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SA’s Covid-19 crisis exposes massive cracks in society


Xolisa Phillip has had quite an adventure as a journalist in the roles of subeditor, news editor, columnist and commentator. She pretends to be Olivia Pope during the day, while still maintaining a presence in journalism – a passion project she cannot shake away. Journalism keeps finding Phillip no matter where she is and somewhat manages to hold its own space no matter where she is professionally.

The current lockdown exposes the cracks in South Africa’s economic edifice: The disparities between the formal and the informal economy. Scores of citizens are food insecure and in desperate need of relief. Should the relief come, the government’s lockdown efforts will be sustained. Should it not, the lockdown will be rendered futile because people have to eat.

Sub-Saharan Africa, the economic growth superstar of the past decade, will plunge into recession for the first time in a quarter of a century, the World Bank forecasts.

The current Covid-19 pandemic is the culprit, of course. The fallout from the coronavirus will not only test the limits of societies and economies across the globe, but African countries are likely to be hit hardest, says Hafez Ghanem, the World Bank’s vice-president for Africa.

South Africa, Nigeria and Angola, the continent’s three biggest economies, must brace themselves for sharp declines in their national growth rates. The recession prediction could not have come at a worse time for South Africa.

Here at home, it is becoming increasingly difficult to find a good economic story to tell. Fresh from a sovereign credit ratings downgrade by Moody’s Investors Service, the country could do without the gloom. But this is the new normal and more pain is coming.

Business confidence has dropped to lows last recorded 21 years ago, according to the RMB/BER Business Confidence Index. Weak government finances and the Covid-19 crisis have shaken confidence. Exporters and those in hospitality are in for a special kind of pain because of all the restrictions placed on the movement of goods and people.

For tourism, in particular, the 21-day lockdown was preceded by a wave of booking cancellations. This was especially the case for smaller-scale establishments such as B&Bs. March and April 2020 are a bumper period for guest houses because of the school holidays and school rugby festivals.

Cape Road, the palm tree-lined main road in Port Elizabeth, has been dead quiet. The road is dotted with B&Bs on either side. A week before the lockdown, calls started coming into guesthouses notifying owners that bookers would not be able to honour their bookings.

In addition, Port Elizabeth is the de facto home of the Iron Man South Africa triathlon competition and the Splash Festival. Both events have been cancelled. The probability of either taking place during 2020 is slim. That means more lost bookings.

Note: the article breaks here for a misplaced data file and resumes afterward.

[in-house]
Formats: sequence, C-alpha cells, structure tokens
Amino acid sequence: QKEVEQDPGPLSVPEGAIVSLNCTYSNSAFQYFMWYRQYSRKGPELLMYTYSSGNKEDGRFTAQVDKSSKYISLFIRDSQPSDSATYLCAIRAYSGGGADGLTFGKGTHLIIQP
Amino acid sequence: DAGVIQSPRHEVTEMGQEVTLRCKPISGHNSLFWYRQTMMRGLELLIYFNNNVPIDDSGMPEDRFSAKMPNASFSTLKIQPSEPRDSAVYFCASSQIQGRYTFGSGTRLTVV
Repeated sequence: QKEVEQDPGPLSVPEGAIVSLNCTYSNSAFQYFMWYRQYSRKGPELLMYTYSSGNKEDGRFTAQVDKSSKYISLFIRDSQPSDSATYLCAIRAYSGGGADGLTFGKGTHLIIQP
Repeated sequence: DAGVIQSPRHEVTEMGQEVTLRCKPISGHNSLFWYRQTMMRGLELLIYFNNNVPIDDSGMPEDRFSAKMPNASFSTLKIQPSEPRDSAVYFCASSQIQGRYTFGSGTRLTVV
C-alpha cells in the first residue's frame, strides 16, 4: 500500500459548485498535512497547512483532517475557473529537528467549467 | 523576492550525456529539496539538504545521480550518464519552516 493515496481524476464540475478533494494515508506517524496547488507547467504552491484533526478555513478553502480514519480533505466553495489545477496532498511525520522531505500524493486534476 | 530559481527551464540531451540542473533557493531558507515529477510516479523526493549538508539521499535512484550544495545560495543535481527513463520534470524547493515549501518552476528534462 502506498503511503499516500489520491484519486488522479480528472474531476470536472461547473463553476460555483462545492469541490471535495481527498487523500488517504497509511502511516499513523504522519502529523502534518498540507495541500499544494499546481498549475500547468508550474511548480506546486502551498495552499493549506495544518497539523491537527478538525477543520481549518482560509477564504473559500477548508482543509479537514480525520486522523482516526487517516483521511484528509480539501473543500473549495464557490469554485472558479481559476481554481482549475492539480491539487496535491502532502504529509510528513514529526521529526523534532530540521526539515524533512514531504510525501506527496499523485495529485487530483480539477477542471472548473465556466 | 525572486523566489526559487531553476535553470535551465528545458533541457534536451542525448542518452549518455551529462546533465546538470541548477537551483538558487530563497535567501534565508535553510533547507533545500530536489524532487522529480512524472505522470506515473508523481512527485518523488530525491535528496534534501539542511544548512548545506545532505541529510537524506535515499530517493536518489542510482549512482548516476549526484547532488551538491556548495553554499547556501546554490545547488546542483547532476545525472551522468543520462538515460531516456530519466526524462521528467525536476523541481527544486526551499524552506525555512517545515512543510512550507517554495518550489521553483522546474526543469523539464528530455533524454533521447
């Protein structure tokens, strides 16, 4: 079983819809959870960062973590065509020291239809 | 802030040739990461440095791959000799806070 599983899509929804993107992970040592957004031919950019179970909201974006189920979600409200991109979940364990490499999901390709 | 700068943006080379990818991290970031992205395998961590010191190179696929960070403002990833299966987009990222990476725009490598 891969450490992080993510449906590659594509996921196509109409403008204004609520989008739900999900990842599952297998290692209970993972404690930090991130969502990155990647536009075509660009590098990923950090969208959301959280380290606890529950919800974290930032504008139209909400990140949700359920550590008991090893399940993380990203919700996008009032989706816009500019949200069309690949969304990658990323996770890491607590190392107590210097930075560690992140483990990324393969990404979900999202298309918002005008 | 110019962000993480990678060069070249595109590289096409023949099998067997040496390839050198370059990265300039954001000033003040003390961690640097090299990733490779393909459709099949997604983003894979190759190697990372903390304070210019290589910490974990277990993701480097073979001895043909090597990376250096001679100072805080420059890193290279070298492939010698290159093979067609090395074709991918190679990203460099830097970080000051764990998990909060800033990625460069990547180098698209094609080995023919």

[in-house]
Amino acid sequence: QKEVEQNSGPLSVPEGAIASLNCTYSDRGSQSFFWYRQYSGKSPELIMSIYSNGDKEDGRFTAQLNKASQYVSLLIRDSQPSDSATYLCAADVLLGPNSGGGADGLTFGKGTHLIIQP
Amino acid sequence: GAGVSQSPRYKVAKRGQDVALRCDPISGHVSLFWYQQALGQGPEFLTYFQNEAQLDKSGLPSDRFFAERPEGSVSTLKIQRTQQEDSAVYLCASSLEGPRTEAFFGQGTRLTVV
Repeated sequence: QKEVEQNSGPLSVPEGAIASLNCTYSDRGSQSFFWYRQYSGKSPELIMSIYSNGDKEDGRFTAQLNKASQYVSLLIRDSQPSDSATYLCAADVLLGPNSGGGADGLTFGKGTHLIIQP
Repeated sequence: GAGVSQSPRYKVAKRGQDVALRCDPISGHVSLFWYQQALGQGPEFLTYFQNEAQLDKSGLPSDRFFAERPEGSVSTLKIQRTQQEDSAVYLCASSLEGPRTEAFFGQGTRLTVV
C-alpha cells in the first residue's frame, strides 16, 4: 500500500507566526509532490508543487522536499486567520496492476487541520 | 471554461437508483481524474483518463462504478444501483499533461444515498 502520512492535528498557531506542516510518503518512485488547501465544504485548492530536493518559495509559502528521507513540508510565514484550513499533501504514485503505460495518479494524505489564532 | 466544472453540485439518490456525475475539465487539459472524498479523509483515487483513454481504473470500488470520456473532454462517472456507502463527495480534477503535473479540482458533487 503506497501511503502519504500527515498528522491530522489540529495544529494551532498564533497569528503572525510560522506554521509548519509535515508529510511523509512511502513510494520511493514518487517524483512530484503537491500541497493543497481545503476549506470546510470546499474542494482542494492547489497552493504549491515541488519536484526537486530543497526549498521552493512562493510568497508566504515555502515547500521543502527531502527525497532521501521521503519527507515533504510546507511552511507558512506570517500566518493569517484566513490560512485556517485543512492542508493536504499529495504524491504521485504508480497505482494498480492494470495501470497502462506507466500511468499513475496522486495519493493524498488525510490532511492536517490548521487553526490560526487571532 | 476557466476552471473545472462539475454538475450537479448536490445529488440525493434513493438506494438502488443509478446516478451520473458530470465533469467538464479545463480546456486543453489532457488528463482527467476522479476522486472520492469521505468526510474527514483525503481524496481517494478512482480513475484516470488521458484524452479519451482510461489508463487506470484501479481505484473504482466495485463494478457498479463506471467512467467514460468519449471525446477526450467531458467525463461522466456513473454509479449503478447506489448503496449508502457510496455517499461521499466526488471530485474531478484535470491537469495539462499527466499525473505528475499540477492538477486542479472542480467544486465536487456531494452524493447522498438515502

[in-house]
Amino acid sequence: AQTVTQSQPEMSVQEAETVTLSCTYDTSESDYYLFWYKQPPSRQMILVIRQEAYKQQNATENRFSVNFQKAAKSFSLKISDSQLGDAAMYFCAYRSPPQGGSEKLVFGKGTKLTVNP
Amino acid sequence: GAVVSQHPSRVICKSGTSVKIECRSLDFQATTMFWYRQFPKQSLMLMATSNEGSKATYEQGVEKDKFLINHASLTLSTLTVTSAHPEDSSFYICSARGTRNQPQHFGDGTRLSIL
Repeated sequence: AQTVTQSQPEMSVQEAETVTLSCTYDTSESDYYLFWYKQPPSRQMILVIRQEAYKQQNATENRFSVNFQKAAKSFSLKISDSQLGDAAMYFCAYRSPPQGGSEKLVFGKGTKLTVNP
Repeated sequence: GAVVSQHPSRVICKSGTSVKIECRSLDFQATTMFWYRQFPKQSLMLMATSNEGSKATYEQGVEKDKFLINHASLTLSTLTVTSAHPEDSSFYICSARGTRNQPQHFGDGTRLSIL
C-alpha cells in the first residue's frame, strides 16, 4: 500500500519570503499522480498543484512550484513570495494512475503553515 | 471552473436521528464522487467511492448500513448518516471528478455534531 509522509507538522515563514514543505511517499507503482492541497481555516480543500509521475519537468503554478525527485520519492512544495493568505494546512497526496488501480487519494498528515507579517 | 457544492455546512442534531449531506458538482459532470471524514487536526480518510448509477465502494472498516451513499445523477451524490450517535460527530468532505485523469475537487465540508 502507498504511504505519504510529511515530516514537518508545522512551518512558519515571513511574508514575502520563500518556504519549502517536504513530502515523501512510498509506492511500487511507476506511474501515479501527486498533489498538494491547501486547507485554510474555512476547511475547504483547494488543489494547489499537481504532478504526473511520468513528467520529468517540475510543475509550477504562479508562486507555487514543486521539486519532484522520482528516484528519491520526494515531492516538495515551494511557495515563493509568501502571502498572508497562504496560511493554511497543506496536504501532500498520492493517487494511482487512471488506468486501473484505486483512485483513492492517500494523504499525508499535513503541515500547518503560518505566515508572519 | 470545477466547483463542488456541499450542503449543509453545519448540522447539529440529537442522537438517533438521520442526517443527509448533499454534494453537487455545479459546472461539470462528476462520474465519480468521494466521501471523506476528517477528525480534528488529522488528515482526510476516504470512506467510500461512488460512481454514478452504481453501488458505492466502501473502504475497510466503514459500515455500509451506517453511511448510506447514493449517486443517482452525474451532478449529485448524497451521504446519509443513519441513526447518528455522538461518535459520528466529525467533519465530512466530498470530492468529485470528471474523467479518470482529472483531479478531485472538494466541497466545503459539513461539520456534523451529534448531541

There is no remote work in this industry. As a result, workers in the hospitality industry are sitting at home and do not know what the end of the lockdown will bring. What is a certainty, though, is that a post-lockdown recovery is unlikely to unfold anytime soon.

The saving grace for workers in this industry is the fact that they are part of what is considered the formal economy. In most cases, they are likely registered for the Unemployment Insurance Fund and will be beneficiaries of formal relief efforts that flow from the fund, and other means. Furthermore, owners can tap into the various relief mechanisms designed to aid small businesses.

But spare a thought for those in the informal economy.

A gung-ho police force and administrative bungling have placed people working in the informal economy on the backfoot. Most individuals who derive their income from the informal economy do so on a hand-to-mouth basis. No income means no food. They also do not enjoy much of the protections which are in place for workers in the formal economy.    

Although lockdown regulations have been amended to lift restrictions on informal traders, local council offices remain closed. This is where most informal traders have been directed to go to obtain permits that will allow them to resume operating.

What makes matters worse is that the police have made it their business to brutalise people as a default and ask questions later. This bears the danger of undermining the strides made during the lockdown because citizens will lose patience. A softer touch is required.

Elements of organised business, civil society and other institutions have taken notice of the inherent disparities about how the lockdown will affect the formal and the informal economy. In collaboration with some key government departments, the organisations are working on a suite of relief packages to mitigate disaster.

The main concern is the level of food insecurity that will be visited upon scores of disadvantaged South Africans, which might spark rebellion. The World Bank’s economic downturn prediction, the Moody’s downgrade, the low business confidence and the lockdown confirm what has long been the reality for millions of South Africans: An economic reality coloured by uncertainty.

The World Bank has urged policymakers on the continent to focus on protecting livelihoods and minimising disruptions in food supply chains. In addition, the World Bank has recommended social protection programmes, such as cash transfers and food distribution, to support citizens, especially those in the informal sector.

It is heartening to know the government, business and civil society are working on similar measures. The success of the lockdown, as well as South Africa being able to stabilise its Covid-19 curve, hinges on the human touch and a humane handling of the disadvantaged – who make up the majority. BM


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